Oral Ketamine in addition to oral midazolam
Drug: Ketamine
5mg/kg as oral suspension

Placebo Comparator: Placebo
Normal saline (placebo) in addition to oral midazolam
Drug: Normal Saline
Normal Saline (placebo) in addition to Midazolam 0.5mg/kg as oral suspension




Primary Outcome Measures :
  1. Pain score: Visual analog score (VAS)- by parent [ Time Frame: participants will be followed for the duration of hospital stay, an expected average of 3 hours ]

Secondary Outcome Measures :
  1. Pain score: Visual analog score (VAS)- by a physician [ Time Frame: while in the ED for about 3 hours ]


Information from the National Library of Medicine

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Ages Eligible for Study:   1 Year to 10 Years   (Child)
Sexes Eligible for Study:   All
Accepts Healthy Volunteers:   No
Criteria

Inclusion Criteria:

  • Age: 1 years - 10 years
  • Any child with laceration requiring sedation

Exclusion Criteria:

  • Major trauma
  • Closed head injury associated with loss of consciousness
  • Abnormal neurologic examination in a previously normal child
  • Significant developmental delay or baseline neurological deficit
  • A patient with seizures
  • Elevated intra-cranial pressure
  • Hypersensitivity to midazolam or ketamine
  • Hypertension
  • Hyperthyroidism or a patient receiving thyroid replacement
  • alcohol intoxication or a history of alcohol abuse
  • Acute or chronic respiratory, cardiac, renal or hepatic abnormalities
  • Glaucoma
  • Known psychiatric disease
  • ASA score of more than 2
  • Informed consent cannot be obtained from legal guardian

Information from the National Library of Medicine

To learn more about this study, you or your doctor may contact the study research staff using the contact information provided by the sponsor.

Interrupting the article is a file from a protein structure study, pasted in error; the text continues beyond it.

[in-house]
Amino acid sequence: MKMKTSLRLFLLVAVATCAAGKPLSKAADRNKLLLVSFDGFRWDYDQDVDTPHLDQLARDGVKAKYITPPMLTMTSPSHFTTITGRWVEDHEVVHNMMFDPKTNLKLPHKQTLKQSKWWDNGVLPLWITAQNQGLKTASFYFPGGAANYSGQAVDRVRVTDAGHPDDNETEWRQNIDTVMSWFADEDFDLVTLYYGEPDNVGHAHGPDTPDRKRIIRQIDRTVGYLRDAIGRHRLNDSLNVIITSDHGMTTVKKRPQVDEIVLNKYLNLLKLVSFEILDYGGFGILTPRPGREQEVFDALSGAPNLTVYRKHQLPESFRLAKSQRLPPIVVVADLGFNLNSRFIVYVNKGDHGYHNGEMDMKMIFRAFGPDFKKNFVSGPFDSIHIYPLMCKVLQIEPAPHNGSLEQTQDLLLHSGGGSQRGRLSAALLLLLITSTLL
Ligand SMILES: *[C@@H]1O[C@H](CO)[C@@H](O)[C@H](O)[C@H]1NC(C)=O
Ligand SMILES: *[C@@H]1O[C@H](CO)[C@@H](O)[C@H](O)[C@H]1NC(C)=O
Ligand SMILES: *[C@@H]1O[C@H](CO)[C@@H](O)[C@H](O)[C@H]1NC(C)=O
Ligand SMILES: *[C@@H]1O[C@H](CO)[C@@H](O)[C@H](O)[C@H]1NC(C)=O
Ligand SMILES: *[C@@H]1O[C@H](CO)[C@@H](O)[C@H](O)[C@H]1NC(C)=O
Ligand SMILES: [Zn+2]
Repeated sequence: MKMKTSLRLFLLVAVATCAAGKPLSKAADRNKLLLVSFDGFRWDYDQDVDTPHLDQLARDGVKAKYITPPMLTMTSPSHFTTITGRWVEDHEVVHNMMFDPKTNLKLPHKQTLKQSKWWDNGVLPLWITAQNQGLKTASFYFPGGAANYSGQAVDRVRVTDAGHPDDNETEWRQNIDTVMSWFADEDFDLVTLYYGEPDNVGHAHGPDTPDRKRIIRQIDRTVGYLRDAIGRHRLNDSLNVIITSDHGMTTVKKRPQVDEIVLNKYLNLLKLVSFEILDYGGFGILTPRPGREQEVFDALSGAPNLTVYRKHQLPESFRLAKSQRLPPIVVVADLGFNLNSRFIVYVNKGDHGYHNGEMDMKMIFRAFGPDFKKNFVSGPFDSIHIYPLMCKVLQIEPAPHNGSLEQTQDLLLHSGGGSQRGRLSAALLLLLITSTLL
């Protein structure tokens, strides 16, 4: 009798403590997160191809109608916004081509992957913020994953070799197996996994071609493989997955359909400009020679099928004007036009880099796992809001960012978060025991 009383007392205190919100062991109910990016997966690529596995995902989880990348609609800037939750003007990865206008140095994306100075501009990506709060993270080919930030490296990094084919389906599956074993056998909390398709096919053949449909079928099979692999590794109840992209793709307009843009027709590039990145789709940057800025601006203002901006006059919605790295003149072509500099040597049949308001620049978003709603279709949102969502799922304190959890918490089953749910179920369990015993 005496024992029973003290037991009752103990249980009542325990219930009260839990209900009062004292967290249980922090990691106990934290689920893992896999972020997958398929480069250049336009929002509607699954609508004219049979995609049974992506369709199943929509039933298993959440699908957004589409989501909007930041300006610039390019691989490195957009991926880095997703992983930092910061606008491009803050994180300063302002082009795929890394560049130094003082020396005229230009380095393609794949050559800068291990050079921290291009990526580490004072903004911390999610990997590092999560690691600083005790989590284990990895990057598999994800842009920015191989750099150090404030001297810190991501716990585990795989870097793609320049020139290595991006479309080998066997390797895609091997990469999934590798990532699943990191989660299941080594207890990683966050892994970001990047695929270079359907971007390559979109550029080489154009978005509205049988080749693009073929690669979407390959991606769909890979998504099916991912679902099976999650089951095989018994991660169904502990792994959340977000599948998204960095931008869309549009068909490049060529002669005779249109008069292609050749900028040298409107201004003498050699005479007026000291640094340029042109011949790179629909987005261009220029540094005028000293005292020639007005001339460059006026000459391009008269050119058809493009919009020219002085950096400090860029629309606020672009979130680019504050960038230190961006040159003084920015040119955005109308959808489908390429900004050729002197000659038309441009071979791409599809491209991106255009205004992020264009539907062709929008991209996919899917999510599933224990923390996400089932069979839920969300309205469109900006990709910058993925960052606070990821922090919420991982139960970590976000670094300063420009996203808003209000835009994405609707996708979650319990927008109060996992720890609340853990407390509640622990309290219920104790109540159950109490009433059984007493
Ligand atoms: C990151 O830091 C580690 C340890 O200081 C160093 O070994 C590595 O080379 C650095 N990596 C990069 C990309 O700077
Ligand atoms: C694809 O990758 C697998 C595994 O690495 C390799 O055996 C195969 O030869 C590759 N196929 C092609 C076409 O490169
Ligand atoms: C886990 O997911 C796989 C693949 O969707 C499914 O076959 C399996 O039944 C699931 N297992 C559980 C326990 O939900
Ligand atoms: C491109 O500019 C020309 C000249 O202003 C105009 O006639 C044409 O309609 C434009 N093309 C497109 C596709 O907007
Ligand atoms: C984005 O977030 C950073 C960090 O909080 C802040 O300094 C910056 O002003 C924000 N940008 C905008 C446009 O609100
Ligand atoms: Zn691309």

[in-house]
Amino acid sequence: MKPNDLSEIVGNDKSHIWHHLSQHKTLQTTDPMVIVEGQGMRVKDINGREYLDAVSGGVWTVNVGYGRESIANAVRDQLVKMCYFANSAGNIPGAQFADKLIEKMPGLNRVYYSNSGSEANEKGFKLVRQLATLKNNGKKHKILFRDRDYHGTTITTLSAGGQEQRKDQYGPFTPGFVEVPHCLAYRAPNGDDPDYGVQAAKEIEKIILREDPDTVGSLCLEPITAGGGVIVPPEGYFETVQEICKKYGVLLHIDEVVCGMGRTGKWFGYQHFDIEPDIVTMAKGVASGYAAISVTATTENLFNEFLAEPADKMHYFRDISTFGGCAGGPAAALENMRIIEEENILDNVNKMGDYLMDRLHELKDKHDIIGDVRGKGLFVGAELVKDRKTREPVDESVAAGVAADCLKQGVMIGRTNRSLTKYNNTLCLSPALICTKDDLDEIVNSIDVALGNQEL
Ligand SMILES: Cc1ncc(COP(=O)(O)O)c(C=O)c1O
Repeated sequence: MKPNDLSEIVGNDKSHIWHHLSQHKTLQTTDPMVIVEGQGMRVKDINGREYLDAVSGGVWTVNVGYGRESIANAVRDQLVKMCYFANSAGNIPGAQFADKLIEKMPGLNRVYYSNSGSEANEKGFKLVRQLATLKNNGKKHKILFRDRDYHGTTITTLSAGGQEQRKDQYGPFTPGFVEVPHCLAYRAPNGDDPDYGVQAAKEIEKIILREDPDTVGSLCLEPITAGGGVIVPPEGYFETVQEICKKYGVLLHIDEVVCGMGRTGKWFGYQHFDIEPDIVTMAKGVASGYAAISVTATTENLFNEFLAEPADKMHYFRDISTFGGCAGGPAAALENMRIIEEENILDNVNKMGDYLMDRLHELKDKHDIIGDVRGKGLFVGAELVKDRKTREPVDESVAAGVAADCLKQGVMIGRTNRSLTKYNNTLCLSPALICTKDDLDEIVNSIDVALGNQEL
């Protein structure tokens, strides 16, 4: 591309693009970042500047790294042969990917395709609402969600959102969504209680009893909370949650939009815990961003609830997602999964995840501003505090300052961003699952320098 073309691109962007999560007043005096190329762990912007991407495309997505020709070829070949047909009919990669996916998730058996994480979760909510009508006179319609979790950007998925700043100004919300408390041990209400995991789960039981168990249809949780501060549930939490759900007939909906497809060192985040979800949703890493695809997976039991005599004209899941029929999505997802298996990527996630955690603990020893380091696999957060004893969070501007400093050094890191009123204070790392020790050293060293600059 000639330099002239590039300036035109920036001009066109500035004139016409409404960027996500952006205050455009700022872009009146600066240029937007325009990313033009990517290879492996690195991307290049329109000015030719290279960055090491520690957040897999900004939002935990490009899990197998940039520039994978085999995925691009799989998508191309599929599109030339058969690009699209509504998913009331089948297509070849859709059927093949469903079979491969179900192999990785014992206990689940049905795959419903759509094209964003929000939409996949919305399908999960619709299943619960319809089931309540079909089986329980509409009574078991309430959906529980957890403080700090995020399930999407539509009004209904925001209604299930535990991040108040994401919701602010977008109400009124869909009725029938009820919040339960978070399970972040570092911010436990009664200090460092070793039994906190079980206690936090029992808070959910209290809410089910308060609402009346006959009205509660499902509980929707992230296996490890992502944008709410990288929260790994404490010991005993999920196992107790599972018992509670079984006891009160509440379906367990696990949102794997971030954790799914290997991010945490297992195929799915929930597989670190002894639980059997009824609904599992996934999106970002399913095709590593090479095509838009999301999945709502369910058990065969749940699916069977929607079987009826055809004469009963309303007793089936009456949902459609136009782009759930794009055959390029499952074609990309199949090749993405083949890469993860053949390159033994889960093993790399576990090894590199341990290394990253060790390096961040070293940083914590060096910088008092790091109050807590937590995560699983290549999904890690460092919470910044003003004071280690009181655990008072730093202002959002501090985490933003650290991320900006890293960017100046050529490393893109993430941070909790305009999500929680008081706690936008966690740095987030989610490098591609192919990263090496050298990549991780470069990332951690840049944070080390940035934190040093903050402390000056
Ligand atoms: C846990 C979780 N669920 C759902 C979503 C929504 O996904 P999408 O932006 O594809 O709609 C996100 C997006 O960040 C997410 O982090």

Please refer to this study by its ClinicalTrials.gov identifier (NCT number): NCT01470157


Contacts
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Contact: Shiri Barkan, MD 972 544385404 shiri_barkan@yahoo.com

Locations
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Israel
Pediatric Emergency Department Recruiting
Assaf Harofeh, Zerifin, Israel, 70300
Contact: Shiri Barkan, MD    972 544385404    shiri_barkan@yahoo.com   
Principal Investigator: Shiri Barkan, MD         
Sponsors and Collaborators
Assaf-Harofeh Medical Center

Publications automatically indexed to this study by ClinicalTrials.gov Identifier (NCT Number):
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Responsible Party: Assaf Harofeh MC, Director, Pediatric Emergency Unit, Assaf-Harofeh Medical Center
ClinicalTrials.gov Identifier: NCT01470157     History of Changes
Other Study ID Numbers: 22/11
First Posted: November 11, 2011    Key Record Dates
Last Update Posted: November 11, 2011
Last Verified: November 2011

Additional relevant MeSH terms:
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Lacerations
Wounds and Injuries
Ketamine
Midazolam
Analgesics
Sensory System Agents
Peripheral Nervous System Agents
Physiological Effects of Drugs
Anesthetics, Dissociative
Anesthetics, Intravenous
Anesthetics, General
Anesthetics
Central Nervous System Depressants
Excitatory Amino Acid Antagonists
Excitatory Amino Acid Agents
Neurotransmitter Agents
Molecular Mechanisms of Pharmacological Action
Adjuvants, Anesthesia
Hypnotics and Sedatives
Anti-Anxiety Agents
Tranquilizing Agents
Psychotropic Drugs
GABA Modulators
GABA Agents